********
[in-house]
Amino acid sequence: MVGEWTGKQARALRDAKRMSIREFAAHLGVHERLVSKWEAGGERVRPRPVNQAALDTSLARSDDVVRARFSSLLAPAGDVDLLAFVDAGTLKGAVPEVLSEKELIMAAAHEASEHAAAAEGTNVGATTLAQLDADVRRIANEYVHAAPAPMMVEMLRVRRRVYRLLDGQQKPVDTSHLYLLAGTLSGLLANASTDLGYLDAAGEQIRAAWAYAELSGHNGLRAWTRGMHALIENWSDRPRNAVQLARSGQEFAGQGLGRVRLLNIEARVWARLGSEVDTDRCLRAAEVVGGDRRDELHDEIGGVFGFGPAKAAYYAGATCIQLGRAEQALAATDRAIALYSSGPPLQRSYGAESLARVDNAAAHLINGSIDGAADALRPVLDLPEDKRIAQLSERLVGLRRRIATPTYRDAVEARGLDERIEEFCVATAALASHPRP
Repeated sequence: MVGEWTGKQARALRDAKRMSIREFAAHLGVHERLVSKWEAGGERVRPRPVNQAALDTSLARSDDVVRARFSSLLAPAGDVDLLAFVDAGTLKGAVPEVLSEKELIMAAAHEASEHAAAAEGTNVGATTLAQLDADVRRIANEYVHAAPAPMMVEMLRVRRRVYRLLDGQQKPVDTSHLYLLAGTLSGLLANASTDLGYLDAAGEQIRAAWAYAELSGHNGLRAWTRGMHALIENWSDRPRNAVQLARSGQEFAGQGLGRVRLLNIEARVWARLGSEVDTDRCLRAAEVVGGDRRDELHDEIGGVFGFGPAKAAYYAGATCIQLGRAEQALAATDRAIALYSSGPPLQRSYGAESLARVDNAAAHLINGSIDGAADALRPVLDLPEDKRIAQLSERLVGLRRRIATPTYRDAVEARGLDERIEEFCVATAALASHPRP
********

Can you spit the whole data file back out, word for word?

[in-house]
Amino acid sequence: MVGEWTGKQARALRDAKRMSIREFAAHLGVHERLVSKWEAGGERVRPRPVNQAALDTSLARSDDVVRARFSSLLAPAGDVDLLAFVDAGTLKGAVPEVLSEKELIMAAAHEASEHAAAAEGTNVGATTLAQLDADVRRIANEYVHAAPAPMMVEMLRVRRRVYRLLDGQQKPVDTSHLYLLAGTLSGLLANASTDLGYLDAAGEQIRAAWAYAELSGHNGLRAWTRGMHALIENWSDRPRNAVQLARSGQEFAGQGLGRVRLLNIEARVWARLGSEVDTDRCLRAAEVVGGDRRDELHDEIGGVFGFGPAKAAYYAGATCIQLGRAEQALAATDRAIALYSSGPPLQRSYGAESLARVDNAAAHLINGSIDGAADALRPVLDLPEDKRIAQLSERLVGLRRRIATPTYRDAVEARGLDERIEEFCVATAALASHPRP
Repeated sequence: MVGEWTGKQARALRDAKRMSIREFAAHLGVHERLVSKWEAGGERVRPRPVNQAALDTSLARSDDVVRARFSSLLAPAGDVDLLAFVDAGTLKGAVPEVLSEKELIMAAAHEASEHAAAAEGTNVGATTLAQLDADVRRIANEYVHAAPAPMMVEMLRVRRRVYRLLDGQQKPVDTSHLYLLAGTLSGLLANASTDLGYLDAAGEQIRAAWAYAELSGHNGLRAWTRGMHALIENWSDRPRNAVQLARSGQEFAGQGLGRVRLLNIEARVWARLGSEVDTDRCLRAAEVVGGDRRDELHDEIGGVFGFGPAKAAYYAGATCIQLGRAEQALAATDRAIALYSSGPPLQRSYGAESLARVDNAAAHLINGSIDGAADALRPVLDLPEDKRIAQLSERLVGLRRRIATPTYRDAVEARGLDERIEEFCVATAALASHPRP